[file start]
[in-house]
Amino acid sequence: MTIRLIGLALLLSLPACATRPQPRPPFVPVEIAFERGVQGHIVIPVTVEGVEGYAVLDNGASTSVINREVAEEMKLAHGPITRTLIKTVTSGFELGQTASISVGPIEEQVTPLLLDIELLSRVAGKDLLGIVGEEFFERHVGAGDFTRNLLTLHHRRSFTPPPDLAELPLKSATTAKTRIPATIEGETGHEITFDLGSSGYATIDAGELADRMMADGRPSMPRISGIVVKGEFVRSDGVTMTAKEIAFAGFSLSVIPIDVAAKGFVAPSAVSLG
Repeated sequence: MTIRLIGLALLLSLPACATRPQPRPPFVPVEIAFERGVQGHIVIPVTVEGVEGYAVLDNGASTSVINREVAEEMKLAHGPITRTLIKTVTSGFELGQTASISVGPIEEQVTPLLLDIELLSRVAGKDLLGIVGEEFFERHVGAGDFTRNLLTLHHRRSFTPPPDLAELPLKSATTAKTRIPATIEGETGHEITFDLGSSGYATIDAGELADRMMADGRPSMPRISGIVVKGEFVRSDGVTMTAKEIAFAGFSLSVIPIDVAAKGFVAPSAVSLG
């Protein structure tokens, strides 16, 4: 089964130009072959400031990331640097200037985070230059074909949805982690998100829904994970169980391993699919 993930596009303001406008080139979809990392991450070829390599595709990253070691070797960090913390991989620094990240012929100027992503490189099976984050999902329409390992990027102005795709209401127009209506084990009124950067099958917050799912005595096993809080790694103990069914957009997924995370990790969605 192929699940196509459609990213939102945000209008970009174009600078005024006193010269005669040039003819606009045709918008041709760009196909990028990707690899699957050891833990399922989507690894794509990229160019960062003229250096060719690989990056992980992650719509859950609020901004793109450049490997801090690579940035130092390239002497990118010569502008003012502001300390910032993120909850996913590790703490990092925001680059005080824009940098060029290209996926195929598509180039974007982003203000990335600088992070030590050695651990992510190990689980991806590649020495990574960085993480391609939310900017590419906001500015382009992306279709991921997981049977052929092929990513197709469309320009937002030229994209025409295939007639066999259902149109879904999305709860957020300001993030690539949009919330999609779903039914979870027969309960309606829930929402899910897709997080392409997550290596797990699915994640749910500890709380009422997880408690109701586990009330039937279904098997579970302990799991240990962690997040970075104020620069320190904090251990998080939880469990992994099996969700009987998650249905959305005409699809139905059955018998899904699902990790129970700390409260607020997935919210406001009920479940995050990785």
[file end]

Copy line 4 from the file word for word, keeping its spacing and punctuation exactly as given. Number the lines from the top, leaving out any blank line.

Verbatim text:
């Protein structure tokens, strides 16, 4: 089964130009072959400031990331640097200037985070230059074909949805982690998100829904994970169980391993699919 993930596009303001406008080139979809990392991450070829390599595709990253070691070797960090913390991989620094990240012929100027992503490189099976984050999902329409390992990027102005795709209401127009209506084990009124950067099958917050799912005595096993809080790694103990069914957009997924995370990790969605 192929699940196509459609990213939102945000209008970009174009600078005024006193010269005669040039003819606009045709918008041709760009196909990028990707690899699957050891833990399922989507690894794509990229160019960062003229250096060719690989990056992980992650719509859950609020901004793109450049490997801090690579940035130092390239002497990118010569502008003012502001300390910032993120909850996913590790703490990092925001680059005080824009940098060029290209996926195929598509180039974007982003203000990335600088992070030590050695651990992510190990689980991806590649020495990574960085993480391609939310900017590419906001500015382009992306279709991921997981049977052929092929990513197709469309320009937002030229994209025409295939007639066999259902149109879904999305709860957020300001993030690539949009919330999609779903039914979870027969309960309606829930929402899910897709997080392409997550290596797990699915994640749910500890709380009422997880408690109701586990009330039937279904098997579970302990799991240990962690997040970075104020620069320190904090251990998080939880469990992994099996969700009987998650249905959305005409699809139905059955018998899904699902990790129970700390409260607020997935919210406001009920479940995050990785």